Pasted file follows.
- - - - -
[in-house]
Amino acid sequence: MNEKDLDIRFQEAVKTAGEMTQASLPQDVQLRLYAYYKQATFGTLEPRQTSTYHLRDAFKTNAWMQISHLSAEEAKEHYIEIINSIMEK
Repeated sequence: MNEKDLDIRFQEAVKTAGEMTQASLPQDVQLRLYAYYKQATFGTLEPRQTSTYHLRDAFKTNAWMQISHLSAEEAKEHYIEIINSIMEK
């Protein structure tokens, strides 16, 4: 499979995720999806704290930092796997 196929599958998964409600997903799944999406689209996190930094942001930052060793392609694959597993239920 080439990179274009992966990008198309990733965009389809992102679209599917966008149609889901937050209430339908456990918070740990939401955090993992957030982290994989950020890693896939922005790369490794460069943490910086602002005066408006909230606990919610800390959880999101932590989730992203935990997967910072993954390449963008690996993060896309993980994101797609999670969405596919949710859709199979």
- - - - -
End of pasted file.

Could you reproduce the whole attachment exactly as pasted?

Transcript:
[in-house]
Amino acid sequence: MNEKDLDIRFQEAVKTAGEMTQASLPQDVQLRLYAYYKQATFGTLEPRQTSTYHLRDAFKTNAWMQISHLSAEEAKEHYIEIINSIMEK
Repeated sequence: MNEKDLDIRFQEAVKTAGEMTQASLPQDVQLRLYAYYKQATFGTLEPRQTSTYHLRDAFKTNAWMQISHLSAEEAKEHYIEIINSIMEK
């Protein structure tokens, strides 16, 4: 499979995720999806704290930092796997 196929599958998964409600997903799944999406689209996190930094942001930052060793392609694959597993239920 080439990179274009992966990008198309990733965009389809992102679209599917966008149609889901937050209430339908456990918070740990939401955090993992957030982290994989950020890693896939922005790369490794460069943490910086602002005066408006909230606990919610800390959880999101932590989730992203935990997967910072993954390449963008690996993060896309993980994101797609999670969405596919949710859709199979």